The Challenge of the Coaches Show
One element of college video that has yet to evolve to the next level, at least according to Learfield Sports Chief Content Officer Joe Ferreira, is the coaches show. While interest in college sports has never been higher, the production value of this type of shoulder programming continues to lag at many schools.
“One challenge I would throw out to all our school partners and any schools here is, coaches shows stink. They’re horrible,” he said. “They’re the same show that they were 20 years ago. It’s always ‘Hey, Coach, wasn’t that a great week? Here’s some highlights? What about next week? And goodnight.’
“So one of the challenges I present to us and to colleges is, how do we create that coaches show 2.0,” he continued. “You have [University of Alabama head coach] Nick Saban for a half an hour; you just don’t get that kind of access anywhere else. We need to do a better job of that with social-media [integration] and making it more relevant. It’s not just coaches shows but everything that surrounds the programs you care about.”
How Can You Create an ROI on Gear?
Budget-consciousness and student staffing can take video departments only so far. At some point, they have to show their athletic directors and presidents some sort of return on investment. In Rodin’s case, Seminole Productions opted to seek out production gigs in other campus departments to justify the cost of expensive gear and ever-changing technology.
Then, he took it one step further and began producing content for state and legislative entities in Tallahassee, where FSU is located. Today, according to Rodin, Seminole Productions creates hundreds of thousands of dollars of self-funding by producing these non-sports shows, bringing in more funds for athletics production endeavors.
“About 70% of our work is still athletics with the video boards and all the other content we do, but that other 30% allows us to have funds to maintain our equipment without tapping into the boosters and athletic department all the time for funding,” he said. “It has served us in that we utilize students and help them learn and get the labor but [we ] also maintain a mechanism to upgrade our facilities without having to go to athletics all the time. So everyone ends up benefiting because we have the ability to those types of production.”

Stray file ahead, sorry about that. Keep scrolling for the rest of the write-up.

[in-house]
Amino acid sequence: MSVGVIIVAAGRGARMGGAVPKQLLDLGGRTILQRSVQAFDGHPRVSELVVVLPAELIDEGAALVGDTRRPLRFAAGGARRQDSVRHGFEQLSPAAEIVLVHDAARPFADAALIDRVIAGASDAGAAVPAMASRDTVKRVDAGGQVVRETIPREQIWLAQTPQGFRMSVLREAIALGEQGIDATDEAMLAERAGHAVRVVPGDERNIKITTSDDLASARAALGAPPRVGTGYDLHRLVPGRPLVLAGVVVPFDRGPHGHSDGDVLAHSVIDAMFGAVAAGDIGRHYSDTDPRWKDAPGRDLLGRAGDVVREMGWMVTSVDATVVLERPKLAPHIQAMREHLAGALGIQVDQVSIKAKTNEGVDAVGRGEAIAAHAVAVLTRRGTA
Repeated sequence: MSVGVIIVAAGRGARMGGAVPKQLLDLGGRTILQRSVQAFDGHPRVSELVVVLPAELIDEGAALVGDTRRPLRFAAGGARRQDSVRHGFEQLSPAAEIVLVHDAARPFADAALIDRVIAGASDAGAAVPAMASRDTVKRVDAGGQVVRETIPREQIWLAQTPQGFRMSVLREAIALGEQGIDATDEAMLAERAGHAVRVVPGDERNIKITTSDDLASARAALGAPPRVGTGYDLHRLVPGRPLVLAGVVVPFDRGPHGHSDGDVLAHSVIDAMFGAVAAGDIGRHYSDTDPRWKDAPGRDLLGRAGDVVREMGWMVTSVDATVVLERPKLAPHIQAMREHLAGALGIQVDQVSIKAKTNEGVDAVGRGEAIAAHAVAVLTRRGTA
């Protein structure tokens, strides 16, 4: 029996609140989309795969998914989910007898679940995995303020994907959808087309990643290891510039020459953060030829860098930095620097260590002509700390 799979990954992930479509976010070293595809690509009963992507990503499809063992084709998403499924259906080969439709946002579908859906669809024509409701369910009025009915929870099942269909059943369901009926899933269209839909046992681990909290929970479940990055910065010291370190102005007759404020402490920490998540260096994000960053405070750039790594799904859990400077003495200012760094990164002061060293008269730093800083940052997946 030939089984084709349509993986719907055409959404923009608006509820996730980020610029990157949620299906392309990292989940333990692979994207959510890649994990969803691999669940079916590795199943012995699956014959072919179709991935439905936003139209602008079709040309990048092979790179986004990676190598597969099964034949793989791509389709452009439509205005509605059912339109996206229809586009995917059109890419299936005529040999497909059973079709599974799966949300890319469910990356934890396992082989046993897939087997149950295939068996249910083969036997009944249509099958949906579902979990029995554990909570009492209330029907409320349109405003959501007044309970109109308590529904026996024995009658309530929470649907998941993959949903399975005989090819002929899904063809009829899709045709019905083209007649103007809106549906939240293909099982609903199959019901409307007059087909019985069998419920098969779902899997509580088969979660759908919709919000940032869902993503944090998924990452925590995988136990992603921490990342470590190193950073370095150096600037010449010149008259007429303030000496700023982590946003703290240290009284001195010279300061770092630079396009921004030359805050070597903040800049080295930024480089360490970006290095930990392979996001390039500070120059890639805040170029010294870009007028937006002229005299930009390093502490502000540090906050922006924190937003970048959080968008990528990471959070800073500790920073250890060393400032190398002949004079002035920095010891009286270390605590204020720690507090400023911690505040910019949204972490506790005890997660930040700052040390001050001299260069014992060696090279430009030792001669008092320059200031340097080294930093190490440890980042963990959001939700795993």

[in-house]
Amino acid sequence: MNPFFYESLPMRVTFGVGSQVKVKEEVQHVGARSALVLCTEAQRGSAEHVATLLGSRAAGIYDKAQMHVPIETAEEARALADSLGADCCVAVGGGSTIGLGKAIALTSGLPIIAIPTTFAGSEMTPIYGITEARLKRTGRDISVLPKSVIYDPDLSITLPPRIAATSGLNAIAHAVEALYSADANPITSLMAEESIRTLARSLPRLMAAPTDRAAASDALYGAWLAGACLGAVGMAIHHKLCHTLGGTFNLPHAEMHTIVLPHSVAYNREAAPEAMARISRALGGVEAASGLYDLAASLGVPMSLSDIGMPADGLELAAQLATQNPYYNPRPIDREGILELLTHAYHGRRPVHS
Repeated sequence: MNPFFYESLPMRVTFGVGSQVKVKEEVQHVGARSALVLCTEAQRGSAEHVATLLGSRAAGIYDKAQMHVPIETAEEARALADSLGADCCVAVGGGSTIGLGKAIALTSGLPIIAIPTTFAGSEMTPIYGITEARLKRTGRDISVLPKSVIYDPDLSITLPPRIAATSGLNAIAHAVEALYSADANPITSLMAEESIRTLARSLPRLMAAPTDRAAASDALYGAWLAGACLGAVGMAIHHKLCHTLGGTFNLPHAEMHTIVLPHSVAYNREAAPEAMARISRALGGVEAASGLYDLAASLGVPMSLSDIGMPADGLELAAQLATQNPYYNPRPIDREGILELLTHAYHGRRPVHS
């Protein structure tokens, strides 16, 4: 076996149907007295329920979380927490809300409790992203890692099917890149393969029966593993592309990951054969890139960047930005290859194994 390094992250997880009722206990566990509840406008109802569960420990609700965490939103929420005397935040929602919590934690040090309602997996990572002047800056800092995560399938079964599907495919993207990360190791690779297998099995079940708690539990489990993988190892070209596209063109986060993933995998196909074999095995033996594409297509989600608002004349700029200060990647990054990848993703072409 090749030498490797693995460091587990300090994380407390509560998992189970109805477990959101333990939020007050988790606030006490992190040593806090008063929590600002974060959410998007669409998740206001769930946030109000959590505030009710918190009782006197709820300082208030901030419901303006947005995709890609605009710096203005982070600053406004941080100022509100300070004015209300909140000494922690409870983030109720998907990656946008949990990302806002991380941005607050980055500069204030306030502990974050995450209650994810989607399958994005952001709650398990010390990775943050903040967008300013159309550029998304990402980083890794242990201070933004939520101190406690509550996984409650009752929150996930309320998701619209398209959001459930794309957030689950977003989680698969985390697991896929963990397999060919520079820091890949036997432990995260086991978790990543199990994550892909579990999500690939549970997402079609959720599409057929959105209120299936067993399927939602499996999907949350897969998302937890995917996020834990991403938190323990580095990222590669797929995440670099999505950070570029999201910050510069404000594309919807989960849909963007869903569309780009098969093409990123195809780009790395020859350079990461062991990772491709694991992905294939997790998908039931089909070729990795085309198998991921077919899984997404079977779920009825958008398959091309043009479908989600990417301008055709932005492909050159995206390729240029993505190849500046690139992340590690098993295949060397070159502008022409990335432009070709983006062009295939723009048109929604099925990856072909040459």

The Next Big Thing in College Sports Production
As much as the state of college sports production has evolved, however, there is still plenty of room for further growth, especially when it comes to the search for the next great production or technology element in a sports telecast.
“When we see some kind of technology that is interesting, … it really intrigues people and gets people to be more attentive to what they are watching, and they become more loyal to that brand,” said Bill Cella, Partner at The Cheyenne Group. “The Pac-12 has video of the pregame show with the referees, which I think is really cool. You need things like that in production that really get viewers’ attention. So I only encourage you to keep doing what you’re doing and keep coming up with innovative production ideas for us viewers.”